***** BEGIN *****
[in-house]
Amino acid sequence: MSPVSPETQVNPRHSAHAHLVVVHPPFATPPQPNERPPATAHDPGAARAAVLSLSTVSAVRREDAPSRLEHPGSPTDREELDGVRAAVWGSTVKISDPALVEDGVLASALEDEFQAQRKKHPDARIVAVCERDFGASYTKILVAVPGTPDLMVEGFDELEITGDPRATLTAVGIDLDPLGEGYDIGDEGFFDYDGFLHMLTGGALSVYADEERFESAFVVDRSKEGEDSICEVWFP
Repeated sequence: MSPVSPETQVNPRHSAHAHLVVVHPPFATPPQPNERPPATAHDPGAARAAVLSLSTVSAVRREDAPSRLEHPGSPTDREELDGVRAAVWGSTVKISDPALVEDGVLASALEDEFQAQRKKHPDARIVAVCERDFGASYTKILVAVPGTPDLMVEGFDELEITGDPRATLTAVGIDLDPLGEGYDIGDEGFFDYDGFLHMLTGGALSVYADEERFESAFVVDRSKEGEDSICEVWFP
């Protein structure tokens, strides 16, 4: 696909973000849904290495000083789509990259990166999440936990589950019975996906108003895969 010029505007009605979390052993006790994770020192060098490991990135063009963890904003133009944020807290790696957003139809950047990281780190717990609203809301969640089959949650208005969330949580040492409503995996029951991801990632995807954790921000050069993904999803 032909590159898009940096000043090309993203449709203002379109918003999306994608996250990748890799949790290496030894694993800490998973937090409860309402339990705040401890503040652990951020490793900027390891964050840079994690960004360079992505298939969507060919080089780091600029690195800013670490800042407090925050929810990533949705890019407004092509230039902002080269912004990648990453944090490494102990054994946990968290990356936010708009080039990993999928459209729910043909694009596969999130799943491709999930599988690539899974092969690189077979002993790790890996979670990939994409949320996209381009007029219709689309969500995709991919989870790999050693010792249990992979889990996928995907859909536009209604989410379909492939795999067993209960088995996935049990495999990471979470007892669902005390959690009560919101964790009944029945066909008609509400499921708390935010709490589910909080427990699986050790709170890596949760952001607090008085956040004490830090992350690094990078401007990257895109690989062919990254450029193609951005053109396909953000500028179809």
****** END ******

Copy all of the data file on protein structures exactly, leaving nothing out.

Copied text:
[in-house]
Amino acid sequence: MSPVSPETQVNPRHSAHAHLVVVHPPFATPPQPNERPPATAHDPGAARAAVLSLSTVSAVRREDAPSRLEHPGSPTDREELDGVRAAVWGSTVKISDPALVEDGVLASALEDEFQAQRKKHPDARIVAVCERDFGASYTKILVAVPGTPDLMVEGFDELEITGDPRATLTAVGIDLDPLGEGYDIGDEGFFDYDGFLHMLTGGALSVYADEERFESAFVVDRSKEGEDSICEVWFP
Repeated sequence: MSPVSPETQVNPRHSAHAHLVVVHPPFATPPQPNERPPATAHDPGAARAAVLSLSTVSAVRREDAPSRLEHPGSPTDREELDGVRAAVWGSTVKISDPALVEDGVLASALEDEFQAQRKKHPDARIVAVCERDFGASYTKILVAVPGTPDLMVEGFDELEITGDPRATLTAVGIDLDPLGEGYDIGDEGFFDYDGFLHMLTGGALSVYADEERFESAFVVDRSKEGEDSICEVWFP
């Protein structure tokens, strides 16, 4: 696909973000849904290495000083789509990259990166999440936990589950019975996906108003895969 010029505007009605979390052993006790994770020192060098490991990135063009963890904003133009944020807290790696957003139809950047990281780190717990609203809301969640089959949650208005969330949580040492409503995996029951991801990632995807954790921000050069993904999803 032909590159898009940096000043090309993203449709203002379109918003999306994608996250990748890799949790290496030894694993800490998973937090409860309402339990705040401890503040652990951020490793900027390891964050840079994690960004360079992505298939969507060919080089780091600029690195800013670490800042407090925050929810990533949705890019407004092509230039902002080269912004990648990453944090490494102990054994946990968290990356936010708009080039990993999928459209729910043909694009596969999130799943491709999930599988690539899974092969690189077979002993790790890996979670990939994409949320996209381009007029219709689309969500995709991919989870790999050693010792249990992979889990996928995907859909536009209604989410379909492939795999067993209960088995996935049990495999990471979470007892669902005390959690009560919101964790009944029945066909008609509400499921708390935010709490589910909080427990699986050790709170890596949760952001607090008085956040004490830090992350690094990078401007990257895109690989062919990254450029193609951005053109396909953000500028179809």